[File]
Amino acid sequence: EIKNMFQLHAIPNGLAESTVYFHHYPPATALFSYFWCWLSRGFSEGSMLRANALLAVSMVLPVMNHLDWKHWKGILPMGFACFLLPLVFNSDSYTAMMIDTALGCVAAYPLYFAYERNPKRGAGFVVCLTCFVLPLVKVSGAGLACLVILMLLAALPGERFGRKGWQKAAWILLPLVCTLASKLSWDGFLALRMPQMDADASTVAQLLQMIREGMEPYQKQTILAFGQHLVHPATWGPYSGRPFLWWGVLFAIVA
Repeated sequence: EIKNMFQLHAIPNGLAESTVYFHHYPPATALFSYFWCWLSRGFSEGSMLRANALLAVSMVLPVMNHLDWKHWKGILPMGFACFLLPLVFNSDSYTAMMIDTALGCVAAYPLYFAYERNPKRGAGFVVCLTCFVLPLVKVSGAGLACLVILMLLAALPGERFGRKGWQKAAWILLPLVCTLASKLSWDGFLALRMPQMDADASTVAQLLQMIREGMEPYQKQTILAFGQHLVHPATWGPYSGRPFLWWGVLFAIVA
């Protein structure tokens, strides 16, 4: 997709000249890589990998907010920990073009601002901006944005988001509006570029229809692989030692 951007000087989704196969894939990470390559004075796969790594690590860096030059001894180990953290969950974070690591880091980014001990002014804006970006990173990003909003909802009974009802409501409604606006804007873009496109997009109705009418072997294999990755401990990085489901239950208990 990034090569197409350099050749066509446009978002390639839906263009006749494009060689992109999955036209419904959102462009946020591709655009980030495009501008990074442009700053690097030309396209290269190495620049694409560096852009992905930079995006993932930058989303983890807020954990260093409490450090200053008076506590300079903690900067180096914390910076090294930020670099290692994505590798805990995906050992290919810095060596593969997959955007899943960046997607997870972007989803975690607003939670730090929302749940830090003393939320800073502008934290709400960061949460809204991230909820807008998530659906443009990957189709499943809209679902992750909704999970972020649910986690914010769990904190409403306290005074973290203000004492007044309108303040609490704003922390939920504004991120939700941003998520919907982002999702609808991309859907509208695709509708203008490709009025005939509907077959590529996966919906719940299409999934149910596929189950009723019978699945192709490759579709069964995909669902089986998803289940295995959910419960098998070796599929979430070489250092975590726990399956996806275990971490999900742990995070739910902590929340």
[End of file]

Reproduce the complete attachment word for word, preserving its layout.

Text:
Amino acid sequence: EIKNMFQLHAIPNGLAESTVYFHHYPPATALFSYFWCWLSRGFSEGSMLRANALLAVSMVLPVMNHLDWKHWKGILPMGFACFLLPLVFNSDSYTAMMIDTALGCVAAYPLYFAYERNPKRGAGFVVCLTCFVLPLVKVSGAGLACLVILMLLAALPGERFGRKGWQKAAWILLPLVCTLASKLSWDGFLALRMPQMDADASTVAQLLQMIREGMEPYQKQTILAFGQHLVHPATWGPYSGRPFLWWGVLFAIVA
Repeated sequence: EIKNMFQLHAIPNGLAESTVYFHHYPPATALFSYFWCWLSRGFSEGSMLRANALLAVSMVLPVMNHLDWKHWKGILPMGFACFLLPLVFNSDSYTAMMIDTALGCVAAYPLYFAYERNPKRGAGFVVCLTCFVLPLVKVSGAGLACLVILMLLAALPGERFGRKGWQKAAWILLPLVCTLASKLSWDGFLALRMPQMDADASTVAQLLQMIREGMEPYQKQTILAFGQHLVHPATWGPYSGRPFLWWGVLFAIVA
């Protein structure tokens, strides 16, 4: 997709000249890589990998907010920990073009601002901006944005988001509006570029229809692989030692 951007000087989704196969894939990470390559004075796969790594690590860096030059001894180990953290969950974070690591880091980014001990002014804006970006990173990003909003909802009974009802409501409604606006804007873009496109997009109705009418072997294999990755401990990085489901239950208990 990034090569197409350099050749066509446009978002390639839906263009006749494009060689992109999955036209419904959102462009946020591709655009980030495009501008990074442009700053690097030309396209290269190495620049694409560096852009992905930079995006993932930058989303983890807020954990260093409490450090200053008076506590300079903690900067180096914390910076090294930020670099290692994505590798805990995906050992290919810095060596593969997959955007899943960046997607997870972007989803975690607003939670730090929302749940830090003393939320800073502008934290709400960061949460809204991230909820807008998530659906443009990957189709499943809209679902992750909704999970972020649910986690914010769990904190409403306290005074973290203000004492007044309108303040609490704003922390939920504004991120939700941003998520919907982002999702609808991309859907509208695709509708203008490709009025005939509907077959590529996966919906719940299409999934149910596929189950009723019978699945192709490759579709069964995909669902089986998803289940295995959910419960098998070796599929979430070489250092975590726990399956996806275990971490999900742990995070739910902590929340």